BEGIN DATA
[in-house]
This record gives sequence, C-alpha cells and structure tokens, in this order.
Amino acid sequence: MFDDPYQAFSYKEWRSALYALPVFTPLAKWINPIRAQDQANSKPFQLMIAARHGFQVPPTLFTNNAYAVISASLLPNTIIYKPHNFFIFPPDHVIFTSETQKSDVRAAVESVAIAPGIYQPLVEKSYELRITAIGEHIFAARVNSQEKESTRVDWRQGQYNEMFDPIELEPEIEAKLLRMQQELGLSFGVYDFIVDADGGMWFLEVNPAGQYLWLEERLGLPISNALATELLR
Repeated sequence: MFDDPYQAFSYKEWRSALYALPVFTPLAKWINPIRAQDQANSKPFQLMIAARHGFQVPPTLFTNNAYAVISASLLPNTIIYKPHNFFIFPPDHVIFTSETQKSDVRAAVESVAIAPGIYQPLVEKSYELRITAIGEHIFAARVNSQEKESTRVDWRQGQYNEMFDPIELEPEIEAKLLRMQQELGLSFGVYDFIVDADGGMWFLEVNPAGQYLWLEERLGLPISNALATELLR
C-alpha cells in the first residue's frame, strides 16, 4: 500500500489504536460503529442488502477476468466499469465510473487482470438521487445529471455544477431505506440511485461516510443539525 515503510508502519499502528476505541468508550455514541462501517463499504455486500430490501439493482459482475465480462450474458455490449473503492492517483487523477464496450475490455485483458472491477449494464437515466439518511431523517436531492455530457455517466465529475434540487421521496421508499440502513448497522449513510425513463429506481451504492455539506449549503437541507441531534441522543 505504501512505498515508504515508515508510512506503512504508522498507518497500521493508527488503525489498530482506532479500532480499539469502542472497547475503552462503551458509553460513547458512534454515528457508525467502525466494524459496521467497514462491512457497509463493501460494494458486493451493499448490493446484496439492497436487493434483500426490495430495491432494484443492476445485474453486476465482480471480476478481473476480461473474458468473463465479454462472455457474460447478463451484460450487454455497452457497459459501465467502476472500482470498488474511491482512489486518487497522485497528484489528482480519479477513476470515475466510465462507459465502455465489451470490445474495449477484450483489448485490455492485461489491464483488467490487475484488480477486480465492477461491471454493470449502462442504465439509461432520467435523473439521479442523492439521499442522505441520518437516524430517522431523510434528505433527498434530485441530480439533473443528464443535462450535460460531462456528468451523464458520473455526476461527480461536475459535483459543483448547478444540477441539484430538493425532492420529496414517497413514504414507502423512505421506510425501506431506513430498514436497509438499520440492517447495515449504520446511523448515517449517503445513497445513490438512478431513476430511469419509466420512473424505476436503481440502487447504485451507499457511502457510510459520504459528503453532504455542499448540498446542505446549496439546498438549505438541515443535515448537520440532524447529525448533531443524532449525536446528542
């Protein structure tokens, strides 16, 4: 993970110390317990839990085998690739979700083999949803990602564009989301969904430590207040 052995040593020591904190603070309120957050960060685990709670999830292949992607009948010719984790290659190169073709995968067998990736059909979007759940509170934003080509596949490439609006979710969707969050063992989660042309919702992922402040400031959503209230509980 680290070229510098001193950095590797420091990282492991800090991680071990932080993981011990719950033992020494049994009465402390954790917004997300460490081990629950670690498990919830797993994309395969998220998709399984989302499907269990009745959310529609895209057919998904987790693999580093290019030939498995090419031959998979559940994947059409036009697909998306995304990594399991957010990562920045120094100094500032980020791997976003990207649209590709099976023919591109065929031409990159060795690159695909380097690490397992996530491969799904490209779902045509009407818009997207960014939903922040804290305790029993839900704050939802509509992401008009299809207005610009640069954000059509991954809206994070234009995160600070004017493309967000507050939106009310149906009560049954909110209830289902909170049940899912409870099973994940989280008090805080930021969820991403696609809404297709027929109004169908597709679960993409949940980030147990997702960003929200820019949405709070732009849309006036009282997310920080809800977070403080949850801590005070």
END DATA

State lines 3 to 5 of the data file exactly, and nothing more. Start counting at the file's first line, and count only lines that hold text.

Amino acid sequence: MFDDPYQAFSYKEWRSALYALPVFTPLAKWINPIRAQDQANSKPFQLMIAARHGFQVPPTLFTNNAYAVISASLLPNTIIYKPHNFFIFPPDHVIFTSETQKSDVRAAVESVAIAPGIYQPLVEKSYELRITAIGEHIFAARVNSQEKESTRVDWRQGQYNEMFDPIELEPEIEAKLLRMQQELGLSFGVYDFIVDADGGMWFLEVNPAGQYLWLEERLGLPISNALATELLR
Repeated sequence: MFDDPYQAFSYKEWRSALYALPVFTPLAKWINPIRAQDQANSKPFQLMIAARHGFQVPPTLFTNNAYAVISASLLPNTIIYKPHNFFIFPPDHVIFTSETQKSDVRAAVESVAIAPGIYQPLVEKSYELRITAIGEHIFAARVNSQEKESTRVDWRQGQYNEMFDPIELEPEIEAKLLRMQQELGLSFGVYDFIVDADGGMWFLEVNPAGQYLWLEERLGLPISNALATELLR
C-alpha cells in the first residue's frame, strides 16, 4: 500500500489504536460503529442488502477476468466499469465510473487482470438521487445529471455544477431505506440511485461516510443539525 515503510508502519499502528476505541468508550455514541462501517463499504455486500430490501439493482459482475465480462450474458455490449473503492492517483487523477464496450475490455485483458472491477449494464437515466439518511431523517436531492455530457455517466465529475434540487421521496421508499440502513448497522449513510425513463429506481451504492455539506449549503437541507441531534441522543 505504501512505498515508504515508515508510512506503512504508522498507518497500521493508527488503525489498530482506532479500532480499539469502542472497547475503552462503551458509553460513547458512534454515528457508525467502525466494524459496521467497514462491512457497509463493501460494494458486493451493499448490493446484496439492497436487493434483500426490495430495491432494484443492476445485474453486476465482480471480476478481473476480461473474458468473463465479454462472455457474460447478463451484460450487454455497452457497459459501465467502476472500482470498488474511491482512489486518487497522485497528484489528482480519479477513476470515475466510465462507459465502455465489451470490445474495449477484450483489448485490455492485461489491464483488467490487475484488480477486480465492477461491471454493470449502462442504465439509461432520467435523473439521479442523492439521499442522505441520518437516524430517522431523510434528505433527498434530485441530480439533473443528464443535462450535460460531462456528468451523464458520473455526476461527480461536475459535483459543483448547478444540477441539484430538493425532492420529496414517497413514504414507502423512505421506510425501506431506513430498514436497509438499520440492517447495515449504520446511523448515517449517503445513497445513490438512478431513476430511469419509466420512473424505476436503481440502487447504485451507499457511502457510510459520504459528503453532504455542499448540498446542505446549496439546498438549505438541515443535515448537520440532524447529525448533531443524532449525536446528542